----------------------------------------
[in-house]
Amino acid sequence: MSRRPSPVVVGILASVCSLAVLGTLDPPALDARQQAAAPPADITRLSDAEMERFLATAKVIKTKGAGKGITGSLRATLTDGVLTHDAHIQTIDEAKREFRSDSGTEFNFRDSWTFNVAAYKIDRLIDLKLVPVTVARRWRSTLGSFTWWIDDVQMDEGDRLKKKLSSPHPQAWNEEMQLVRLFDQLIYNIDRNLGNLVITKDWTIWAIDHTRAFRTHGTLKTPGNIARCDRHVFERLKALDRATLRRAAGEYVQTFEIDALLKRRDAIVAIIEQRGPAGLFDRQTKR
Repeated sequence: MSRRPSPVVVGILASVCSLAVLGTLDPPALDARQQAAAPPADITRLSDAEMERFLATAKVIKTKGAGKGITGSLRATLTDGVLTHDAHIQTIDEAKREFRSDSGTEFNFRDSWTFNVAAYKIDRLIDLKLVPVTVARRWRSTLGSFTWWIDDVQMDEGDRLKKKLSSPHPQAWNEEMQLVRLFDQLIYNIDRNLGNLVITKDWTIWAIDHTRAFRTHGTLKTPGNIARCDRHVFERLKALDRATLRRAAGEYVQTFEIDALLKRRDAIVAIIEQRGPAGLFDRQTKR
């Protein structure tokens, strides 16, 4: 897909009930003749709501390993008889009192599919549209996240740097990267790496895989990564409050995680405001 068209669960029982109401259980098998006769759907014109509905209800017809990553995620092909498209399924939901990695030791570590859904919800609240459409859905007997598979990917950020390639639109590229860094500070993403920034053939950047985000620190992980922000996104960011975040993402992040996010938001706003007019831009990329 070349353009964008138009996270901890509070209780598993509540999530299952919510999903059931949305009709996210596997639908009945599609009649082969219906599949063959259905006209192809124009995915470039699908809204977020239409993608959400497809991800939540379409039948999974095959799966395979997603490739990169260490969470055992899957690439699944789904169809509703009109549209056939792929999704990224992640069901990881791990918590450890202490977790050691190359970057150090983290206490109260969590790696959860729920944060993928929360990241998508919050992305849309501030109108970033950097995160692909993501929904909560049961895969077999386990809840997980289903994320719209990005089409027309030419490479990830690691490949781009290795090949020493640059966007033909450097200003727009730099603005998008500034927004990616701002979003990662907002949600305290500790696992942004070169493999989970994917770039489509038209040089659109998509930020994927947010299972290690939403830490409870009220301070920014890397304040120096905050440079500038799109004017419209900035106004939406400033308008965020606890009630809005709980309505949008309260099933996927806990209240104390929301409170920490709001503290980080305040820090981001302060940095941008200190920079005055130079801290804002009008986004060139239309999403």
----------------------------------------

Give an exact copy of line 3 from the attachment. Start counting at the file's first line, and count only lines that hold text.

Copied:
Repeated sequence: MSRRPSPVVVGILASVCSLAVLGTLDPPALDARQQAAAPPADITRLSDAEMERFLATAKVIKTKGAGKGITGSLRATLTDGVLTHDAHIQTIDEAKREFRSDSGTEFNFRDSWTFNVAAYKIDRLIDLKLVPVTVARRWRSTLGSFTWWIDDVQMDEGDRLKKKLSSPHPQAWNEEMQLVRLFDQLIYNIDRNLGNLVITKDWTIWAIDHTRAFRTHGTLKTPGNIARCDRHVFERLKALDRATLRRAAGEYVQTFEIDALLKRRDAIVAIIEQRGPAGLFDRQTKR